Subplot A

Bonbonnieres. And songwriting.

Seven years ago, Arun Lakra didn’t have a clue about either.

He zapped eyeballs all day, wrote screenplays all night, and was quite content in his obliviousness.

Then he met her.

And one fateful mind-numbing Saturday afternoon seven years ago, he learned. About bonbonnieres. And about centerpieces. And the up-do. And most importantly, he learned what most men learn sooner or later… that weddings were not about the groom.

And he was cool with that. He didn’t care whether the tablecloths were beige or taupe or even eggshell. He also learned (quickly) how to say “I don’t care” in several ways that didn’t sound like “I don’t care”. (eg. “You have much better taste than I do”, “I love them both/all”, “There’s a great sports bar down the street with amazing tablecloths.”)

Arun decided to defer every decision about the wedding to his bride.

With one exception. The first dance song. And it would be a surprise.

And she was cool with that. She may have said, “I don’t care”.

So after hours of screening a variety of musical contenders, which loosely fell into five categories…

…he needed a better idea. Fast.

That night, he was driving home and heard Brian Wilson interviewed on the radio.

And he said to himself (and accidentally out loud, within earshot of the creeped-out lady who had pulled up beside him at the red light), “I know… I’ll write our first dance song. How tough could that be?”

Only slight problem… he had never written a song. Oh, and he couldn’t sing. And because he had sort of lied to his grade seven piano teacher who thought he was the world’s most untalented pianist ever… (“I guess if you’re practicing four hours a day, we should probably bump it up to four and a half hours”) thereby depriving himself of the Juilliard education he desperately needed if not deserved, his musical abilities had never realized their full potential. (Or worse, maybe they had.)

Undaunted, Arun put pen to paper and wrote some words. They rhymed. Kind of. Then he called Paul, his pal of many hats and years.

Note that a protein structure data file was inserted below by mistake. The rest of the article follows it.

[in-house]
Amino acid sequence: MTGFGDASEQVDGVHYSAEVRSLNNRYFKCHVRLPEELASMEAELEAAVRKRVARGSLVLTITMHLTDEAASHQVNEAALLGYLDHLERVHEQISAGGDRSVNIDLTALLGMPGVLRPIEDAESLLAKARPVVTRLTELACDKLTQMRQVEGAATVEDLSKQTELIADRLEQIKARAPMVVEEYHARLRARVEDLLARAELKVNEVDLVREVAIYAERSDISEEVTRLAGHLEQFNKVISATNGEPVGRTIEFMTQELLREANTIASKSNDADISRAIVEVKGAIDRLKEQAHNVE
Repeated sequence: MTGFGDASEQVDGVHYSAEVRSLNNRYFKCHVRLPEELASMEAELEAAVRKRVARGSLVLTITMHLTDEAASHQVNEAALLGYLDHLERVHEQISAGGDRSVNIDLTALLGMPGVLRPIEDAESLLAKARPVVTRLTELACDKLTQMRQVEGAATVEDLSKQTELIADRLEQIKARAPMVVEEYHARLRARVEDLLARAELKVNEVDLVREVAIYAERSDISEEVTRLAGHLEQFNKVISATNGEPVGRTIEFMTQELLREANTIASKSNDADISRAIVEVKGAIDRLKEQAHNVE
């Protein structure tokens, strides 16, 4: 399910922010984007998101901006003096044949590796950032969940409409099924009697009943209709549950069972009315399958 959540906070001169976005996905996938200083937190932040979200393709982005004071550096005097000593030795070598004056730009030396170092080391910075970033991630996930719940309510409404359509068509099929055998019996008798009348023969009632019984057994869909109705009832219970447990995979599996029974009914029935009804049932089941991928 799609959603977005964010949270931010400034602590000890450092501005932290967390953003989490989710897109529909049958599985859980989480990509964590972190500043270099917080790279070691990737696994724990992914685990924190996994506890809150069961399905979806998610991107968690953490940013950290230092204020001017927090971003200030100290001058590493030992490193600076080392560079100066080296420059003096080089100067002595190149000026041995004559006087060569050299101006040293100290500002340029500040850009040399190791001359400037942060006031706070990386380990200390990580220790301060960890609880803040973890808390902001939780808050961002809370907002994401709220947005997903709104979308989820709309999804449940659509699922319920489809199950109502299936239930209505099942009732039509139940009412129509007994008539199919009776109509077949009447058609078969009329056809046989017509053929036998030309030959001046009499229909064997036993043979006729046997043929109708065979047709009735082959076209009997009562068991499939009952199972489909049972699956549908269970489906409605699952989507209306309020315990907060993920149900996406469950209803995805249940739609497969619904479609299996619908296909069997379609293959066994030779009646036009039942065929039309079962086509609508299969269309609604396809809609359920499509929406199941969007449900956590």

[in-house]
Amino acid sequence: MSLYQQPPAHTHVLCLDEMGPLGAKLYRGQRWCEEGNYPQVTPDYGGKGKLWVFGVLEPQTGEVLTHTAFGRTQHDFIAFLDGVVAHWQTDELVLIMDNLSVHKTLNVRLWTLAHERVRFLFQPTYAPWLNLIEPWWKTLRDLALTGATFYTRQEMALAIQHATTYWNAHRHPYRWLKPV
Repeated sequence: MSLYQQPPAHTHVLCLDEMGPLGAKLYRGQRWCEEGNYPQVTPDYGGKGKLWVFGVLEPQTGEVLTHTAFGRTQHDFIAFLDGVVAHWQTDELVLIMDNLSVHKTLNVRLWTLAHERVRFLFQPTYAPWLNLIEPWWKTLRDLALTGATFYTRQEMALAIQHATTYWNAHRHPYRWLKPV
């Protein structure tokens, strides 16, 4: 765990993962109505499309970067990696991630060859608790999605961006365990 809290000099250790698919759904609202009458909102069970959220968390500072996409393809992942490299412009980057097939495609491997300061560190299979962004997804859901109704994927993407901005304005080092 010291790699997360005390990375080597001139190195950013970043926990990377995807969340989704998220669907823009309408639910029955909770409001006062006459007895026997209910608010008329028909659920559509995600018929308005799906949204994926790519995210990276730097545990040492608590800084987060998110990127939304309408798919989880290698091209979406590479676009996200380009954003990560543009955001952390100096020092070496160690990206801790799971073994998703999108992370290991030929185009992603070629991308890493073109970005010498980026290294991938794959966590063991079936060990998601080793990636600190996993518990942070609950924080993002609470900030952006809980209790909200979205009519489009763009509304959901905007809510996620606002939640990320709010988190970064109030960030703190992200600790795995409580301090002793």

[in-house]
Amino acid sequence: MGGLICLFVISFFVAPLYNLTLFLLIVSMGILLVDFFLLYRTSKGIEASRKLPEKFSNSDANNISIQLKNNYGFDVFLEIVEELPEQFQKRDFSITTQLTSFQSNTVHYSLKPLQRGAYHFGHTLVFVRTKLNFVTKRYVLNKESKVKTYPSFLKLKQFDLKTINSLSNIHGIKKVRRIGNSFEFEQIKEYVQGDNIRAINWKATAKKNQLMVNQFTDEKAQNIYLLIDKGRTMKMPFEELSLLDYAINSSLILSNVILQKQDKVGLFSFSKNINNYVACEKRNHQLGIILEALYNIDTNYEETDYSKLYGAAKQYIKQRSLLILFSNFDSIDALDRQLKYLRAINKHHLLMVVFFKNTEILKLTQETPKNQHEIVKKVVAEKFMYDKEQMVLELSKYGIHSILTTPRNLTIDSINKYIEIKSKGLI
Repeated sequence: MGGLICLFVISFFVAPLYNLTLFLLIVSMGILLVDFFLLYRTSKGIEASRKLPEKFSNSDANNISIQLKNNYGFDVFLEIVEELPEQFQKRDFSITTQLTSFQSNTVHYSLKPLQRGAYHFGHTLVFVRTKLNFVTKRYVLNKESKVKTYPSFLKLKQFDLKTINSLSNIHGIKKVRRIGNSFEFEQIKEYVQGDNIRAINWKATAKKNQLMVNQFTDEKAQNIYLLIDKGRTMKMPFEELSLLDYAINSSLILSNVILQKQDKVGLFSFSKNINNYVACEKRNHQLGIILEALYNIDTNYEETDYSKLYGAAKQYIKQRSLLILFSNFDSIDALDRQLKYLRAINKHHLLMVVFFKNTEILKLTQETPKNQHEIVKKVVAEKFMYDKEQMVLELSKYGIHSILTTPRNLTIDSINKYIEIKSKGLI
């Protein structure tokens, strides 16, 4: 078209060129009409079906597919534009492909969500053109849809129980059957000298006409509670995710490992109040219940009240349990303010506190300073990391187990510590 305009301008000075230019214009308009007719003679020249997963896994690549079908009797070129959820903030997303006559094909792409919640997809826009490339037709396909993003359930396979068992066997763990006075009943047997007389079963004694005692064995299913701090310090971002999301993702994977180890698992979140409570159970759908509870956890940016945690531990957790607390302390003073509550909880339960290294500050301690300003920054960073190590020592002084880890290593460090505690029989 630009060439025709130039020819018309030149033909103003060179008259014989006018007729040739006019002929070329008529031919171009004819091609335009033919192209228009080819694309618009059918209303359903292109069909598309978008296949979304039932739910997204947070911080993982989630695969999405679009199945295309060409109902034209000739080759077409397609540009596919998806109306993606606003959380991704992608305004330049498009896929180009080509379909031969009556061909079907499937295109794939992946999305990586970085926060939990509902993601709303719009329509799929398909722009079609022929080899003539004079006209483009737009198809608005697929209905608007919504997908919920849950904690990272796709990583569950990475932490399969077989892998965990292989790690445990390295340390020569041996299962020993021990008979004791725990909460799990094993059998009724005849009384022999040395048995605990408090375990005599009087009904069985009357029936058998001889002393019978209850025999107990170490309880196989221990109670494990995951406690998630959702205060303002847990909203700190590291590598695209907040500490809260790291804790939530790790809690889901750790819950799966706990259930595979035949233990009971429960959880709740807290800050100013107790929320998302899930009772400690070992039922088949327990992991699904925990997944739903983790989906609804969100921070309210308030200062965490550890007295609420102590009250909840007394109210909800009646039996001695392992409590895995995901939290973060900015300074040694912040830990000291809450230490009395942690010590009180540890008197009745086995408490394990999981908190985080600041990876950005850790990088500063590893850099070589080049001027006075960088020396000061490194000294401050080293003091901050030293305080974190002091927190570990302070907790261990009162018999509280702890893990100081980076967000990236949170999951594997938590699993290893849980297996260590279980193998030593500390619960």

Paul tinkled on the piano (as they say in Britain after one has had one too many pints and can’t find the loo) and voila (as they say in France while they offer you a croissant de chocolat and regarde de condescension… aka combo #3), they had a song.

Wes, friend of many talents and stories, played bass. Paul sang. Bobby recorded. And Arun did what he later deduced to be producing.

And she married him. And they danced. And she was surprised, in seemingly in a good way (the opposite way of that “surprised” guy in that Joe Pesci scene in Goodfellas).

And Arun kept writing songs.

There was no particular goal or method or rock star fantasy/delusion. His fantasy/delusions remained more filmy than rocky.

Still, it was part fun, part catharsis, part creative release.

He wrote words. He learned how to write music. He worked at it. Not quickly. Not exclusively. But seriously. (But, of course, not too seriously.)

Over seven years, Arun wrote and recorded a bunch of songs. To varying degrees of completeness and goodness. With lots of help from many talented and generous friends and musicians.

And a couple of years ago, Arun realized that he had inadvertently produced an album.

This is it.

Seven years ago, he was 35 years old, single, drove a two-seater convertible, didn’t glare at people for talking too loud in a movie theatre, would not have considered a two-goal performance in a rec soccer league game to be worthy of a mass email, and could not infrequently stay up past 11 pm.

One wife, two kids, some physical and psychological grey hair, and a minivan later, this album tells the story of those seven years.

Like when Pluto got demoted and he felt an inexplicable need to launch a musical protest into the universe (Pluto Rocks).

Or when his wife was expecting their first child and he wrote a heartfelt song for their unborn daughter (Starry-eyed) who popped out a few months later… as a boy.

Or when he found himself throwing up in a toilet and realized in a moment of epiphany and drool that even Bill Gates puked alone (I Puke Alone). Sure you can hire someone to clean it up, but the actual puking into a toilet… it’s every man, woman, and child for himself.

Or when he heard himself complaining about some kids playing their music too loud (Cranky) and it didn’t sound pleasant or familiar.

Or when he got strip-searched at Charles de Gaulle airport in Paris (Two Empty Seats) and it wasn’t because of his attire - unless terrorists are camouflaged in Aloha shirts these days. (And no, it wasn’t the fashion police, but thanks for asking.)

Or when one too many people wearing one too many colored ribbons interrupted one too many dinners with an uninvited doorbell (I Don’t Care) and the ulcer-inducing raging inner conflict that ensued.

This album is messy. Like puke. Like kids. Like a doctor's handwriting. Like aging and disease. Like his life. And maybe yours.

And this accidental album is a mere subplot.

Not so much the centerpiece. More like a bonbonniere.